I definitely had a little bit of struggle early on with feeling invisible as an expectant parent, but having a wonderfully supportive wife helped a lot. (It sounds like Shorty is fine on this front, by the way.) It also helped a little for me to take a slightly more active role in talking with people. If friends were asking about something pregnancy/baby-related, and it was directed to PB but wasn’t actually something like “how’s the nausea?”, then I might step in and answer (“Our next appointment is blah blah blah” or whatever). Mostly they weren’t trying to exclude me, they just… forgot a little. I have to say that I suspect that this is the case for a lot of fathers as well as non-gestational mothers.

    For the most part, though, I feel like I was treated pretty well during PB’s pregnancy with Critter, and I want to do my best to make sure she gets the same treatment during this pregnancy. (Although I think that it’s a little different this time, because she’s already a mom. I wonder if that affects things for Shorty. Having been through her previous pregnancy as the one at the center of the show, I wonder if she’s a little more aware of the exclusion this time around? I think I might, in the same situation.) It’s funny, though; when we were in to see our OB this week, she was sympathizing that it’s always hard to have a rougher early pregnancy, especially when your previous one was so smooth. I like that she clearly views both of these pregnancies as shared experiences for us, despite occurring in separate wombs.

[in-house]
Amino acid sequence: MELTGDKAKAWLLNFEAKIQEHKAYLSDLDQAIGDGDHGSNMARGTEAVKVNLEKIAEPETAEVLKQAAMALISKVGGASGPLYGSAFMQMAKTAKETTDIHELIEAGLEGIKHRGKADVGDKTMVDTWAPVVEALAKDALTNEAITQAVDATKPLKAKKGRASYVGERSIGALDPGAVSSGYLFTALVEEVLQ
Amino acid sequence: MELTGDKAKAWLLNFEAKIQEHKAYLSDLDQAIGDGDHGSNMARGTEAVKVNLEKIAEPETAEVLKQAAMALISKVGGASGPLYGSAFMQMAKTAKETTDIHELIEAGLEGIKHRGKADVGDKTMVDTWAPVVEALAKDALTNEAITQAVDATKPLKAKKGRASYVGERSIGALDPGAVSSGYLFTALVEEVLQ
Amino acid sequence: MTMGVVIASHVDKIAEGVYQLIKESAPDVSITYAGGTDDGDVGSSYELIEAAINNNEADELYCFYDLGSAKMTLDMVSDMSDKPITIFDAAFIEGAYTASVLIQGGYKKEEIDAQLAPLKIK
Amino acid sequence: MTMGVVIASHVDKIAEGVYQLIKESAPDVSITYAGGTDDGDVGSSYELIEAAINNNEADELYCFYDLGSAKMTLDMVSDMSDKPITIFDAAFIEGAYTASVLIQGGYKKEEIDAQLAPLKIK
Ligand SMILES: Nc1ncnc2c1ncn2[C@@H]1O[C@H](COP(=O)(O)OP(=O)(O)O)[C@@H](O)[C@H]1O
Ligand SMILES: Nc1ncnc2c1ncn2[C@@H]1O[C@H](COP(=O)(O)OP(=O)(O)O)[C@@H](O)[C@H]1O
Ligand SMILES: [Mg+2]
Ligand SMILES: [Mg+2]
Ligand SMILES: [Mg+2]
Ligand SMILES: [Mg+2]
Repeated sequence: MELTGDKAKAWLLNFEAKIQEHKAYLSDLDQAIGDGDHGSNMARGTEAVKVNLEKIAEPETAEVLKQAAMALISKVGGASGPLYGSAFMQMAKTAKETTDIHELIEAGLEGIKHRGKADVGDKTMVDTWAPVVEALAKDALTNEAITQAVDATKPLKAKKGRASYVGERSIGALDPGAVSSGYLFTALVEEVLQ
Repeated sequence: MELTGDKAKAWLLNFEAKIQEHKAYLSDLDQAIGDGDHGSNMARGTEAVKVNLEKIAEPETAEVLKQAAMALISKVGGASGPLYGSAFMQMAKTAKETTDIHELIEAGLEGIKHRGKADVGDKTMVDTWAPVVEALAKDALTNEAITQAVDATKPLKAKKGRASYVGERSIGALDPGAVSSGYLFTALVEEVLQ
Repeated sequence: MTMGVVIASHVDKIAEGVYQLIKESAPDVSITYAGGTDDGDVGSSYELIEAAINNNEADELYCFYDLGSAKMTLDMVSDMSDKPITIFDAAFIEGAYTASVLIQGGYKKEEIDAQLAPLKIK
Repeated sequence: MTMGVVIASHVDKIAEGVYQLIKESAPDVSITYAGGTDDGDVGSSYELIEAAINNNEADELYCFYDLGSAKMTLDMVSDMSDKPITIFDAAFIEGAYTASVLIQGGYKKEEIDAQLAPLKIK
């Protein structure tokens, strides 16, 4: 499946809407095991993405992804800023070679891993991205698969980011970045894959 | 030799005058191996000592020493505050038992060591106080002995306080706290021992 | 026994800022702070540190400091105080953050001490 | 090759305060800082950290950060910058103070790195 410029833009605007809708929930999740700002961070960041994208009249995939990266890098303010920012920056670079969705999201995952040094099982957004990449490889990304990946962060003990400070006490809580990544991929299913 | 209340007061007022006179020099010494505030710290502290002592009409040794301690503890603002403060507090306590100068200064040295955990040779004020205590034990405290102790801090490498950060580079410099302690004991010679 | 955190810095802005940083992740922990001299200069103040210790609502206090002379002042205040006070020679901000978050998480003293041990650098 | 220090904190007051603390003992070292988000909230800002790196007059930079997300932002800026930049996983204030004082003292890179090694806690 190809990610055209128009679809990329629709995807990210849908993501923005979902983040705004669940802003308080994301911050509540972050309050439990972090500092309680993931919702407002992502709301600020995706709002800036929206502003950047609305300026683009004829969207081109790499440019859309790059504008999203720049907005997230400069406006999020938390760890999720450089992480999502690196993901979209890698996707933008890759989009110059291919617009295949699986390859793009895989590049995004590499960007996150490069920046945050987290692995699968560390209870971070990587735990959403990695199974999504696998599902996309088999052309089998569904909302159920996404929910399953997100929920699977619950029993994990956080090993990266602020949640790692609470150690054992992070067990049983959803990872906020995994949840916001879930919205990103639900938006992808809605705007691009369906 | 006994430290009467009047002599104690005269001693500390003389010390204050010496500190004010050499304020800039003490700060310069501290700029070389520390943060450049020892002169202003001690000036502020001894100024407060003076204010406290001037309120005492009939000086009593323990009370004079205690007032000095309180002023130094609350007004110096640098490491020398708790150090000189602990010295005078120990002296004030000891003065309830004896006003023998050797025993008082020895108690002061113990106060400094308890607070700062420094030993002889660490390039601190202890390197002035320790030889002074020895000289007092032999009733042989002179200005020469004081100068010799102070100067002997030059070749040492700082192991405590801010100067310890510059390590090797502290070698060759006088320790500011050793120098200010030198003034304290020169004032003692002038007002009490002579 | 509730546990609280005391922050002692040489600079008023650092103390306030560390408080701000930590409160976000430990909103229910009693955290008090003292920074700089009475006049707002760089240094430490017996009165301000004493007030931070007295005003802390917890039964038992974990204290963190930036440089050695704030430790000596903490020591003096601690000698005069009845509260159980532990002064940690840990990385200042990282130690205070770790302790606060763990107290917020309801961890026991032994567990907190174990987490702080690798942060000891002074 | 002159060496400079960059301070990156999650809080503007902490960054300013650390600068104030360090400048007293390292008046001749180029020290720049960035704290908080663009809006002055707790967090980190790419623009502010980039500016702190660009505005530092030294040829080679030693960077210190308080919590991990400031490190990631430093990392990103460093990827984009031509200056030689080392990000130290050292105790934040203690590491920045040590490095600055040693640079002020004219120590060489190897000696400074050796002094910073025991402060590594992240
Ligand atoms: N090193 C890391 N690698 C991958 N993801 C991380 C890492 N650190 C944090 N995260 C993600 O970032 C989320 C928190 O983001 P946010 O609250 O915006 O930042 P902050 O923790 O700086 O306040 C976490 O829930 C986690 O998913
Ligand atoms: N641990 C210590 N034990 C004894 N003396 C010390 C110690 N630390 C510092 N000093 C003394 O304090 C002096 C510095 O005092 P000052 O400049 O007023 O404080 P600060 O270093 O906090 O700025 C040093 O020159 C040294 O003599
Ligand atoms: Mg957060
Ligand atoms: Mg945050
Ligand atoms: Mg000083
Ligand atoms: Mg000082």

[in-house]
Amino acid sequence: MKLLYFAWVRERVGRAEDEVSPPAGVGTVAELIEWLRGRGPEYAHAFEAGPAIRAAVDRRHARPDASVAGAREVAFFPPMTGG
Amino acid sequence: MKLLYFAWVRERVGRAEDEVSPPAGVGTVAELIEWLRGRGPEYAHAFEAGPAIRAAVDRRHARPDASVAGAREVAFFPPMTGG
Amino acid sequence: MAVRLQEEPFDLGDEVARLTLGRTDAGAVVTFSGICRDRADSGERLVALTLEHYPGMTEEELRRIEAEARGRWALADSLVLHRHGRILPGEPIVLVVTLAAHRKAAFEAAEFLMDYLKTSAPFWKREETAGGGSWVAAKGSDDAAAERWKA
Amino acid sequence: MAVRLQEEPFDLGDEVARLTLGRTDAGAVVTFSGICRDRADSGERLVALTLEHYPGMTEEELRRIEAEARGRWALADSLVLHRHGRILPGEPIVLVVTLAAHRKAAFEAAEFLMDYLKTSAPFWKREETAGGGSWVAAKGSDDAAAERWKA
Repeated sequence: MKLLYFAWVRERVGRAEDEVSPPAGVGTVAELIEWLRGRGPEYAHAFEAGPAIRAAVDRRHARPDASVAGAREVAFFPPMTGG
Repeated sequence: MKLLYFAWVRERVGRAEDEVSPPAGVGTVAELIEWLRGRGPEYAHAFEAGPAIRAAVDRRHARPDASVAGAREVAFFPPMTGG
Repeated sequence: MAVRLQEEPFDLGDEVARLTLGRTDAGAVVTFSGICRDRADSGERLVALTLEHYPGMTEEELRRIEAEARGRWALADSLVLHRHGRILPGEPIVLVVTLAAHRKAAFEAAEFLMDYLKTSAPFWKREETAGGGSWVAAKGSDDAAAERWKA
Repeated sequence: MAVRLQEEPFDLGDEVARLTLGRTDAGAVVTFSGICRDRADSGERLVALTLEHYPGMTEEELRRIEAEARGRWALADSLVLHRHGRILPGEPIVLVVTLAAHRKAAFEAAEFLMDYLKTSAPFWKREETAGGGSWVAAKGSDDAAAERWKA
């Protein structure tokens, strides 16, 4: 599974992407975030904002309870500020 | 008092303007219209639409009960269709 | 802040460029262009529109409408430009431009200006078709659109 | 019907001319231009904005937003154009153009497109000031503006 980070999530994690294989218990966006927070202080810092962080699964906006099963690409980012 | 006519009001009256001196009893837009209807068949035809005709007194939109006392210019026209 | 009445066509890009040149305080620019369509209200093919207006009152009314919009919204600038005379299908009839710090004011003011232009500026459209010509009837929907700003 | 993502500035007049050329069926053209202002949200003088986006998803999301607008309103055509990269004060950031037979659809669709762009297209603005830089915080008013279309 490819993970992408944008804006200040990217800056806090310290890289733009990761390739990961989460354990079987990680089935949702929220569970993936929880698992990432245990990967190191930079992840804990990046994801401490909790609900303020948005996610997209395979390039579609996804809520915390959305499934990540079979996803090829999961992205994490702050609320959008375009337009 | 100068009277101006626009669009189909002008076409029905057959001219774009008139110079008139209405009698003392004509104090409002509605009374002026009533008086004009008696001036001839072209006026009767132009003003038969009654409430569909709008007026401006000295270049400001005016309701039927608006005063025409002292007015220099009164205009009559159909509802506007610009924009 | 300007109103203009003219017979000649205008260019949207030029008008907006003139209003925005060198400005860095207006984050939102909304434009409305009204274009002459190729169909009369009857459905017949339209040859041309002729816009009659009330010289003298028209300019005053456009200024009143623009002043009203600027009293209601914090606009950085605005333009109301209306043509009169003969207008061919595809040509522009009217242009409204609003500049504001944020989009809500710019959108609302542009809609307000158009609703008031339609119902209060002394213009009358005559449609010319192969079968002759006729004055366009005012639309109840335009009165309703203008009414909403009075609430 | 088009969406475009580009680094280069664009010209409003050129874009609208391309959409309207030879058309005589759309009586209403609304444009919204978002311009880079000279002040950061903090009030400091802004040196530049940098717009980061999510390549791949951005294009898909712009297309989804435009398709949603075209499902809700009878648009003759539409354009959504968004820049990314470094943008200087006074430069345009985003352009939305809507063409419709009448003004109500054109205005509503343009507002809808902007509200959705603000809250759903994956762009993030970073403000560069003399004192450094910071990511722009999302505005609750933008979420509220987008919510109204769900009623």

Anyway, good luck, and I hope the class goes well!

  6. I hope everything went well! Being the non-bio mom in a two mom household has it’s rough moments – I know that first hand. Looking forward to reading how it went!